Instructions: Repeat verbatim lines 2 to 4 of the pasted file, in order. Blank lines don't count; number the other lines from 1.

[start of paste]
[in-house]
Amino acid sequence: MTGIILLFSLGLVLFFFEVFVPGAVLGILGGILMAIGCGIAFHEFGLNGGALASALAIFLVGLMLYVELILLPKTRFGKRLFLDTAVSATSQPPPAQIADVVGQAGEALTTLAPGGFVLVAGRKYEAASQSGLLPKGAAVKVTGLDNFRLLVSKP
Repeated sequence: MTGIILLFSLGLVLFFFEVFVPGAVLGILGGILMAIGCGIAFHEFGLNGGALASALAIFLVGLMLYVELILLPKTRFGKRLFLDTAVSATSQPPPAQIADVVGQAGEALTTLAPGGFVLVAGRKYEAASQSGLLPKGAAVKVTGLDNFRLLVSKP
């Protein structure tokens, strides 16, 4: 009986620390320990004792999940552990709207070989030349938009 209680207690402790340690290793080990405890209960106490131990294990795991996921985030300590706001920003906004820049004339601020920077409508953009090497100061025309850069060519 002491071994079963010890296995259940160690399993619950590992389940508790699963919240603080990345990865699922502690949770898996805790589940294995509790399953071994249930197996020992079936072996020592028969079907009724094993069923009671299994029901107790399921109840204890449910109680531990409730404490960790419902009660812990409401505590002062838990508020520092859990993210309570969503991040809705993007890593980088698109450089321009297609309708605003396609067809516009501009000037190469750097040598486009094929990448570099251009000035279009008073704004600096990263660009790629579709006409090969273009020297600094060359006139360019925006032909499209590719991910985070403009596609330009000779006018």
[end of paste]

Amino acid sequence: MTGIILLFSLGLVLFFFEVFVPGAVLGILGGILMAIGCGIAFHEFGLNGGALASALAIFLVGLMLYVELILLPKTRFGKRLFLDTAVSATSQPPPAQIADVVGQAGEALTTLAPGGFVLVAGRKYEAASQSGLLPKGAAVKVTGLDNFRLLVSKP
Repeated sequence: MTGIILLFSLGLVLFFFEVFVPGAVLGILGGILMAIGCGIAFHEFGLNGGALASALAIFLVGLMLYVELILLPKTRFGKRLFLDTAVSATSQPPPAQIADVVGQAGEALTTLAPGGFVLVAGRKYEAASQSGLLPKGAAVKVTGLDNFRLLVSKP
């Protein structure tokens, strides 16, 4: 009986620390320990004792999940552990709207070989030349938009 209680207690402790340690290793080990405890209960106490131990294990795991996921985030300590706001920003906004820049004339601020920077409508953009090497100061025309850069060519 002491071994079963010890296995259940160690399993619950590992389940508790699963919240603080990345990865699922502690949770898996805790589940294995509790399953071994249930197996020992079936072996020592028969079907009724094993069923009671299994029901107790399921109840204890449910109680531990409730404490960790419902009660812990409401505590002062838990508020520092859990993210309570969503991040809705993007890593980088698109450089321009297609309708605003396609067809516009501009000037190469750097040598486009094929990448570099251009000035279009008073704004600096990263660009790629579709006409090969273009020297600094060359006139360019925006032909499209590719991910985070403009596609330009000779006018």